Tears For Fears: The Seeds Of Love

 

The Seeds Of Love.jpg

Tears For Fears has long been one of my favorite bands and I was thrilled to finally get to see them live over the summer when they double-billed with Daryl Hall & John Oates. On this date, September 25, 1989, they released their third album The Seeds Of Love. It would be another fifteen years before the original duo of Roland Orzabel and Curt Smith would release another album together.

Its predecessor, Songs From The Big Chair, was one of the biggest records of 1985, so the follow-up release had a lot to live up to. Commercially, it didn’t come close. Musically, artistically… that’s another story.

By the end of the decade, Curt and Roland had grown tired of the inflexibility imposed upon them by working primarily with synthesizers and preprogrammed sequencers. They wanted to move in a more organic direction and on The Seeds Of Love, they do so admirably. Though the opening cut on the album, “Woman In Chains,” sounds, musically, like it could have been a deep cut from … The Big Chair, the song also introduces listeners to Oleta Adams for the first time. They brought in Adams as a backup singer to flesh out the band’s sound and infuse it with a bit of soul. Oleta Adams provided backing or co-lead vocals on three of the songs from the album before signing to her own contract with Tears For Fears’ Fontana label. Oleta Adams wasn’t the only “guest star” on the album, either, as other notable performers include Simon (Andy) Clark, Manu Katche, The Pretenders’ Robbie McIntosh, and Phil Collins.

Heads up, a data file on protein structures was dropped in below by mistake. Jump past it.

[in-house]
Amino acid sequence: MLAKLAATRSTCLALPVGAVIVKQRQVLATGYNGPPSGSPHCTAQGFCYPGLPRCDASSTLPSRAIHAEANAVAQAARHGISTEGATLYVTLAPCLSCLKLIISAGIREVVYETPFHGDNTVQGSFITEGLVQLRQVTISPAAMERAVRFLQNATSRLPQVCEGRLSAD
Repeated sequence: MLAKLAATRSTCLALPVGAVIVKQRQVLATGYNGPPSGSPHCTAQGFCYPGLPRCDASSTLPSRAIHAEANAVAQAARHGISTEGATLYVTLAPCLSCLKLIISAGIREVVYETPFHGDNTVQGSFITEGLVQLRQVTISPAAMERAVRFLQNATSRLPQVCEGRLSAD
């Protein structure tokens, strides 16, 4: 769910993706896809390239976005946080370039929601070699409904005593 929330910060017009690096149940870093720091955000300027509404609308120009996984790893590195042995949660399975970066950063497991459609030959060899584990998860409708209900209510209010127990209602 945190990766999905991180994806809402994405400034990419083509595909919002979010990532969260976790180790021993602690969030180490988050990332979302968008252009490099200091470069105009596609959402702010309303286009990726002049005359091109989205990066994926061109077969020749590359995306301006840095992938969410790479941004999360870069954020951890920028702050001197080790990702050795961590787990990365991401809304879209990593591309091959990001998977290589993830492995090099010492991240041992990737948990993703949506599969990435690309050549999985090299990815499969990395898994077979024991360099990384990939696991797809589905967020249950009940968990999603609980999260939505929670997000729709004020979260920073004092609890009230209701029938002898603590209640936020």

The recording sessions themselves were more organic, too, often ending up as extended jam sessions with multiple takes on each song in varying styles, with the final cut being made up from several different recordings. As a result, some of the songs sound a bit segmented at times (though, having listened to this record for almost 30 years, it all flows seamlessly now). The result is a more expansive sound and larger-than-life arrangements, with only eight songs on the album, but none of them clocking in under four-and-a-half minutes. It also resulted in one of their all-time best non-album cut, the pure improvisation of “My Life In The Suicide Ranks” which backed the single release of “Woman In Chains.”

Sowing The Seeds Of Love” was the lead-off single, a Beatles-tinged bit of psychedelia with strong lyrics by Roland and Curt’s signature crooning on the song’s uplifting chorus which consists solely of the song’s title repeated a few times. As a single, it was the perfect introduction to the band’s new sound – everything about it seems bigger and brighter than anything they’d produced previously. The video went on to win awards and the single went to #2 in the U.S., but it would be the only track from the album to have an impact on the charts, as the other singles (“Woman In Chains,” “Advice For The Young At Heart,” and “Famous Last Words“) failed to crack the Top 30.